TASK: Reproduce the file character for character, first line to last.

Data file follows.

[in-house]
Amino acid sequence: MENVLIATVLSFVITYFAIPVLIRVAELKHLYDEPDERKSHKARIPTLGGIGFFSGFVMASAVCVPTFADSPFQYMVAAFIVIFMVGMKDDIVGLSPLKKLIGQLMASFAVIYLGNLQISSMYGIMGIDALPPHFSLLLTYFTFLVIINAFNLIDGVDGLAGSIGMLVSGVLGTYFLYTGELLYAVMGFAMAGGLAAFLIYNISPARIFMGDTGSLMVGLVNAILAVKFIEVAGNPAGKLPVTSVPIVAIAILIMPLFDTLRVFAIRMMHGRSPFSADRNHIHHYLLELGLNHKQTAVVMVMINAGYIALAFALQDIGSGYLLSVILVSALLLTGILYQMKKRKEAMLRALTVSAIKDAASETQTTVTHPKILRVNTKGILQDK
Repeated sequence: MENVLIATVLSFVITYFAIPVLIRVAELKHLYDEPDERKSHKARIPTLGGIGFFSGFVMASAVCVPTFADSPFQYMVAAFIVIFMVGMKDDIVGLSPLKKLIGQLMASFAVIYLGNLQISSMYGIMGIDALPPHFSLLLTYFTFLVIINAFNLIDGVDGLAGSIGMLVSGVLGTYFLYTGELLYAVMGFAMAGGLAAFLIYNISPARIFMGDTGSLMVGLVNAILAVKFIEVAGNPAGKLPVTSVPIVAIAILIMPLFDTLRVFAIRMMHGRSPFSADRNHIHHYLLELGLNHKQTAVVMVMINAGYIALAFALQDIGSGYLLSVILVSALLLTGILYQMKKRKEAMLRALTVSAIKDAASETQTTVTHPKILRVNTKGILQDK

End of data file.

[in-house]
Amino acid sequence: MENVLIATVLSFVITYFAIPVLIRVAELKHLYDEPDERKSHKARIPTLGGIGFFSGFVMASAVCVPTFADSPFQYMVAAFIVIFMVGMKDDIVGLSPLKKLIGQLMASFAVIYLGNLQISSMYGIMGIDALPPHFSLLLTYFTFLVIINAFNLIDGVDGLAGSIGMLVSGVLGTYFLYTGELLYAVMGFAMAGGLAAFLIYNISPARIFMGDTGSLMVGLVNAILAVKFIEVAGNPAGKLPVTSVPIVAIAILIMPLFDTLRVFAIRMMHGRSPFSADRNHIHHYLLELGLNHKQTAVVMVMINAGYIALAFALQDIGSGYLLSVILVSALLLTGILYQMKKRKEAMLRALTVSAIKDAASETQTTVTHPKILRVNTKGILQDK
Repeated sequence: MENVLIATVLSFVITYFAIPVLIRVAELKHLYDEPDERKSHKARIPTLGGIGFFSGFVMASAVCVPTFADSPFQYMVAAFIVIFMVGMKDDIVGLSPLKKLIGQLMASFAVIYLGNLQISSMYGIMGIDALPPHFSLLLTYFTFLVIINAFNLIDGVDGLAGSIGMLVSGVLGTYFLYTGELLYAVMGFAMAGGLAAFLIYNISPARIFMGDTGSLMVGLVNAILAVKFIEVAGNPAGKLPVTSVPIVAIAILIMPLFDTLRVFAIRMMHGRSPFSADRNHIHHYLLELGLNHKQTAVVMVMINAGYIALAFALQDIGSGYLLSVILVSALLLTGILYQMKKRKEAMLRALTVSAIKDAASETQTTVTHPKILRVNTKGILQDK